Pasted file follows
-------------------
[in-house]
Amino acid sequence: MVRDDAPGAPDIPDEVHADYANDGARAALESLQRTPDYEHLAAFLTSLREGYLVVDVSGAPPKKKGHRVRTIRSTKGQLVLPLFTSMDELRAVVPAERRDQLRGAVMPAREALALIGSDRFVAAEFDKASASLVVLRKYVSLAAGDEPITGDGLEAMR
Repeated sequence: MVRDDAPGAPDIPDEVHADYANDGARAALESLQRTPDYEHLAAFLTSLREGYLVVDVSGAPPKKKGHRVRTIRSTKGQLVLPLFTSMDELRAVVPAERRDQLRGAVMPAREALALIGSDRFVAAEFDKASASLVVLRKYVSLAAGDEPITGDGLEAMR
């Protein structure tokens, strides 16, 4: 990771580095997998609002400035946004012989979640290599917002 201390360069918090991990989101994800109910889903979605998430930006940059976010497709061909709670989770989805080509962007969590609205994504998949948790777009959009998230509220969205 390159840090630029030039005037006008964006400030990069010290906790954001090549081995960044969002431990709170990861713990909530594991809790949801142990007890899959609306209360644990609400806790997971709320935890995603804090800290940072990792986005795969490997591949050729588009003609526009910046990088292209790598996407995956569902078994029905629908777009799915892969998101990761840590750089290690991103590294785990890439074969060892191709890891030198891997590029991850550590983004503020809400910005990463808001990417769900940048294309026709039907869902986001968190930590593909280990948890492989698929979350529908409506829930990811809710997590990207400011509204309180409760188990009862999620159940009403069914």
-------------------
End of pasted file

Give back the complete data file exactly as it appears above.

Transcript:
[in-house]
Amino acid sequence: MVRDDAPGAPDIPDEVHADYANDGARAALESLQRTPDYEHLAAFLTSLREGYLVVDVSGAPPKKKGHRVRTIRSTKGQLVLPLFTSMDELRAVVPAERRDQLRGAVMPAREALALIGSDRFVAAEFDKASASLVVLRKYVSLAAGDEPITGDGLEAMR
Repeated sequence: MVRDDAPGAPDIPDEVHADYANDGARAALESLQRTPDYEHLAAFLTSLREGYLVVDVSGAPPKKKGHRVRTIRSTKGQLVLPLFTSMDELRAVVPAERRDQLRGAVMPAREALALIGSDRFVAAEFDKASASLVVLRKYVSLAAGDEPITGDGLEAMR
């Protein structure tokens, strides 16, 4: 990771580095997998609002400035946004012989979640290599917002 201390360069918090991990989101994800109910889903979605998430930006940059976010497709061909709670989770989805080509962007969590609205994504998949948790777009959009998230509220969205 390159840090630029030039005037006008964006400030990069010290906790954001090549081995960044969002431990709170990861713990909530594991809790949801142990007890899959609306209360644990609400806790997971709320935890995603804090800290940072990792986005795969490997591949050729588009003609526009910046990088292209790598996407995956569902078994029905629908777009799915892969998101990761840590750089290690991103590294785990890439074969060892191709890891030198891997590029991850550590983004503020809400910005990463808001990417769900940048294309026709039907869902986001968190930590593909280990948890492989698929979350529908409506829930990811809710997590990207400011509204309180409760188990009862999620159940009403069914």